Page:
I was reading "The Intelligent Investor by Benjamin Graham" and came across a series of calculations that I'm not getting as to how it has been arrived at. I'm quoting the entire text from the book as follows:
Assume that Investor A buys some open-end shares at 109% of asset value, and Investor B buys closed-end shares at 85% thereof, plus 1 1⁄2% commission. Both sets of shares earn and pay 30% of this asset value in, say, four years, and end up with the same value as at the beginning. Investor A redeems his shares at 100% of value, losing the 9% premium he paid. His overall return for the period is 30% less 9%, or 21% on asset value. This, in turn, is 19% on his investment. How much must Investor B realize on his closed-end shares to obtain the same return on his investment as Investor A? The answer is 73%, or a discount of 27% from asset value. In other words, the closed-end man could suffer a widening of 12 points in the market discount (about double) before his return would get down to that of the open-end investor.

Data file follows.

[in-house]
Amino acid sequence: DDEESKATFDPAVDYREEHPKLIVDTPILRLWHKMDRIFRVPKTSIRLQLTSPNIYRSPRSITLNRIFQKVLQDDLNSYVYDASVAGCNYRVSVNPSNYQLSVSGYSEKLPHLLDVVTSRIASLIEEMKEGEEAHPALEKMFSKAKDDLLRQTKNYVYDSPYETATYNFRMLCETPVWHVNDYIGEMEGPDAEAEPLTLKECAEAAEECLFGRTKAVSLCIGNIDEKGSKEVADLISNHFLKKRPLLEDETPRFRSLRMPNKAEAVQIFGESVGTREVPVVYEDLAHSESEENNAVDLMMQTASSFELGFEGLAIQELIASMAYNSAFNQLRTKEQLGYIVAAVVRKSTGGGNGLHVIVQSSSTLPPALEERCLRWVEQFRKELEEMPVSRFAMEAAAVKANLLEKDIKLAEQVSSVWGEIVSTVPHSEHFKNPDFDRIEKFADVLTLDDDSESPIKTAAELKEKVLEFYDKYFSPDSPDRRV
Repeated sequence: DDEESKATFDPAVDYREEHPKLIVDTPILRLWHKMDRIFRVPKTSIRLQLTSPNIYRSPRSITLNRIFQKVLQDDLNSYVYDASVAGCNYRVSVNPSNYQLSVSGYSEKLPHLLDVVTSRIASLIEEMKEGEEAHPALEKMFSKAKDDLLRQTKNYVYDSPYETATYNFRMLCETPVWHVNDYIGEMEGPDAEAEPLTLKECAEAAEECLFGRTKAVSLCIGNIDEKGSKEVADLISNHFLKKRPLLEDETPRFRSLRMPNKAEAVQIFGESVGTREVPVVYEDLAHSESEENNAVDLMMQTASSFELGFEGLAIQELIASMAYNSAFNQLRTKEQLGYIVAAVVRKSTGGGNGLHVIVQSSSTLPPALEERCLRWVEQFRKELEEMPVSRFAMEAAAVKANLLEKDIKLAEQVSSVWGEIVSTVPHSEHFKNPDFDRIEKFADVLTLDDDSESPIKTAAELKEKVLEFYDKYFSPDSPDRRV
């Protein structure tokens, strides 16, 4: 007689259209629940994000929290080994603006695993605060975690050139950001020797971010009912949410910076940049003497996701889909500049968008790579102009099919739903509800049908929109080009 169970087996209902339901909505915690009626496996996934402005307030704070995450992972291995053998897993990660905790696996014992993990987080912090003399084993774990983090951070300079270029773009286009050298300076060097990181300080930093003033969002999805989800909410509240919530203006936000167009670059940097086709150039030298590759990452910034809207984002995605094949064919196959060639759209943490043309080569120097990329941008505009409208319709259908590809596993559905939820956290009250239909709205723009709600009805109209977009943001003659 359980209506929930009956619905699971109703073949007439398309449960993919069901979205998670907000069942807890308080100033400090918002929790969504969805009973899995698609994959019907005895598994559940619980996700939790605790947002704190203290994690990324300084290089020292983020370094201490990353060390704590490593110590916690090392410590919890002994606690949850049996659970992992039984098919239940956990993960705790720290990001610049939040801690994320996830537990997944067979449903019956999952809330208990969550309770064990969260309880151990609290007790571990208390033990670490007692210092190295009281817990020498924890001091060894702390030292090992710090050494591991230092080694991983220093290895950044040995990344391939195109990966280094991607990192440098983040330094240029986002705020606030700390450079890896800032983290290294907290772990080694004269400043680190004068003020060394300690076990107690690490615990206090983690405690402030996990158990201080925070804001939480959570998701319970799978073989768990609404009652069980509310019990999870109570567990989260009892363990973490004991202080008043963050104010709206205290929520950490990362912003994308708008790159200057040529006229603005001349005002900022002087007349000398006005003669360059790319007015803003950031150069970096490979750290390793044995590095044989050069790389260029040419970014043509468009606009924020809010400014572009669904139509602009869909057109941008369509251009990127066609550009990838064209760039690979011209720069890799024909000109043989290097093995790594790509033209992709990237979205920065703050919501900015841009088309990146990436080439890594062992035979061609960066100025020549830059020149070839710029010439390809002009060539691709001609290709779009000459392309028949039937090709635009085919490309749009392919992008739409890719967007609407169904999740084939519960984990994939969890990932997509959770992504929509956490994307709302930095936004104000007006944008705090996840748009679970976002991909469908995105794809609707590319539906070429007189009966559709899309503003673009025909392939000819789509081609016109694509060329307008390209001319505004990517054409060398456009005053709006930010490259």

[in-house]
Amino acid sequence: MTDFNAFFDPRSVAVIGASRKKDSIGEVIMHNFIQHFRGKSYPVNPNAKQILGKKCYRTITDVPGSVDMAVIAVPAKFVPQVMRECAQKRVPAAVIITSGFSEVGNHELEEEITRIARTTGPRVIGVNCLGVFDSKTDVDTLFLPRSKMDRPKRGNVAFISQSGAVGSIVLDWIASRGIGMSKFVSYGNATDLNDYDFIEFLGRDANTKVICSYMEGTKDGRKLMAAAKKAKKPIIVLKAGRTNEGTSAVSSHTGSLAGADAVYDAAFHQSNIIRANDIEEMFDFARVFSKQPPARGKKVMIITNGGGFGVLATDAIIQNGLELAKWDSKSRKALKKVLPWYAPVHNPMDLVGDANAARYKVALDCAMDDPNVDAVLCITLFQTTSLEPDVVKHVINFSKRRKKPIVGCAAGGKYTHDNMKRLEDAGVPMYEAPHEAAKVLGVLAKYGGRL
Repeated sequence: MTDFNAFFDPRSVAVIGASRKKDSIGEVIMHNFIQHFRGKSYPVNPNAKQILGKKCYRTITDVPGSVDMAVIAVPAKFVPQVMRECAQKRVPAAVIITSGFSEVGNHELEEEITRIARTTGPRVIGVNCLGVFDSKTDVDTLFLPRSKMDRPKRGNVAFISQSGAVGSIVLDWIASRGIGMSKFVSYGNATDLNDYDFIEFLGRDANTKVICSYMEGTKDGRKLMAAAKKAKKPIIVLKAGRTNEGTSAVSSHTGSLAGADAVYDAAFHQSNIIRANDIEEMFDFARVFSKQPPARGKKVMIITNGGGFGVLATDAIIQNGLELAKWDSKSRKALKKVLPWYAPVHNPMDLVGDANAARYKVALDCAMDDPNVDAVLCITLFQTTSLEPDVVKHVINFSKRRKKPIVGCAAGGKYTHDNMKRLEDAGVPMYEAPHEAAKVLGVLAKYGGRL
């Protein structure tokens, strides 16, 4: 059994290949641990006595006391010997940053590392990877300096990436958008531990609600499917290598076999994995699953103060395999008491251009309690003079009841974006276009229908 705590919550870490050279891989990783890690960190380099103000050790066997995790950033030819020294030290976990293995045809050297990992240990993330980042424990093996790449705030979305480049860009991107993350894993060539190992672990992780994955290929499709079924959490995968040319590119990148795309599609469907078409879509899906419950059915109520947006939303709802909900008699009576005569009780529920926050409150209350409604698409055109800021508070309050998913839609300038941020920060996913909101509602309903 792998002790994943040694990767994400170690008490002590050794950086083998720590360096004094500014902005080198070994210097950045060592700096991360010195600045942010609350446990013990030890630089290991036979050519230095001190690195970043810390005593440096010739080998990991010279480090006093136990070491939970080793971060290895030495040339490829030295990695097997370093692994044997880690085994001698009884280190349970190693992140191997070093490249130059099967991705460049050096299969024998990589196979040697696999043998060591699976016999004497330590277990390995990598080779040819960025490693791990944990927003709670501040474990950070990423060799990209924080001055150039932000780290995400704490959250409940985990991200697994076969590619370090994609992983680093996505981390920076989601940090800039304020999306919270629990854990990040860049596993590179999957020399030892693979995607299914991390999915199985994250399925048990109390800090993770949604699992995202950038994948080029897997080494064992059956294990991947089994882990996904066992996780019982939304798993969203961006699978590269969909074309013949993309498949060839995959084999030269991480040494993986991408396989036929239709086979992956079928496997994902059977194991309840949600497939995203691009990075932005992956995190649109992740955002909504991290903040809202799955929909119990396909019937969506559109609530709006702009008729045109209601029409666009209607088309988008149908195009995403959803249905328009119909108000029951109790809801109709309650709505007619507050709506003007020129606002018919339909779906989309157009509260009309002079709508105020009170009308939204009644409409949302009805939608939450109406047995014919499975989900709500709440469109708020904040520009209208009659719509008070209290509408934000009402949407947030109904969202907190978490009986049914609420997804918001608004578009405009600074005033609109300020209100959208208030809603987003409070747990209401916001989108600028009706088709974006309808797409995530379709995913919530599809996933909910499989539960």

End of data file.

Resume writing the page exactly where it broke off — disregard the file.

I didn't get "end up with the same value as at the beginning" part. Any help with this would be appreciated.
Moving further, for person A; 21% return on asset value is understood but how can the return on investment be 19%? His effective investment is $109 and his return on that money is $30 which translates to (30/109)*100=27.52% and not 19%. If $21 return is considered on $109 investment then that turns out to be 19.27%, near to which Graham stated. But 19.27% is absurd as we have already considered the $9 in the total investment so it cannot be deducted from the profits. I have the same question for person B.